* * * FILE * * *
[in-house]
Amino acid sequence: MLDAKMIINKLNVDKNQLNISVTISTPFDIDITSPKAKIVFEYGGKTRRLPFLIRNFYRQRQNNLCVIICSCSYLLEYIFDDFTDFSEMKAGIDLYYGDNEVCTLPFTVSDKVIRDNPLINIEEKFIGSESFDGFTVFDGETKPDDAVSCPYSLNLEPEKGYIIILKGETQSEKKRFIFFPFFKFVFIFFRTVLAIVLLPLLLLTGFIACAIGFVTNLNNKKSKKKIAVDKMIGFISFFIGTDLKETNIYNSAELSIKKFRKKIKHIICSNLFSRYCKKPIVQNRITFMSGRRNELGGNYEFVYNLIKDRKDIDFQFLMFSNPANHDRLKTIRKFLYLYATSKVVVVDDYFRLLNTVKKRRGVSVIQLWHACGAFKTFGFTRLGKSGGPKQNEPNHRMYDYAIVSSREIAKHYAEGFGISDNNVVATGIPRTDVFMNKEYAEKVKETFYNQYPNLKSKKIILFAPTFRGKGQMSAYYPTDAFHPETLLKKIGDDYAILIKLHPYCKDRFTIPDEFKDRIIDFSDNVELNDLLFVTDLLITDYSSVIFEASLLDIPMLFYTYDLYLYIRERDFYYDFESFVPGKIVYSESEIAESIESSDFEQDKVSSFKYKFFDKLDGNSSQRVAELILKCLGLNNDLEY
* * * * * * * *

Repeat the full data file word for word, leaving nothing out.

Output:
[in-house]
Amino acid sequence: MLDAKMIINKLNVDKNQLNISVTISTPFDIDITSPKAKIVFEYGGKTRRLPFLIRNFYRQRQNNLCVIICSCSYLLEYIFDDFTDFSEMKAGIDLYYGDNEVCTLPFTVSDKVIRDNPLINIEEKFIGSESFDGFTVFDGETKPDDAVSCPYSLNLEPEKGYIIILKGETQSEKKRFIFFPFFKFVFIFFRTVLAIVLLPLLLLTGFIACAIGFVTNLNNKKSKKKIAVDKMIGFISFFIGTDLKETNIYNSAELSIKKFRKKIKHIICSNLFSRYCKKPIVQNRITFMSGRRNELGGNYEFVYNLIKDRKDIDFQFLMFSNPANHDRLKTIRKFLYLYATSKVVVVDDYFRLLNTVKKRRGVSVIQLWHACGAFKTFGFTRLGKSGGPKQNEPNHRMYDYAIVSSREIAKHYAEGFGISDNNVVATGIPRTDVFMNKEYAEKVKETFYNQYPNLKSKKIILFAPTFRGKGQMSAYYPTDAFHPETLLKKIGDDYAILIKLHPYCKDRFTIPDEFKDRIIDFSDNVELNDLLFVTDLLITDYSSVIFEASLLDIPMLFYTYDLYLYIRERDFYYDFESFVPGKIVYSESEIAESIESSDFEQDKVSSFKYKFFDKLDGNSSQRVAELILKCLGLNNDLEY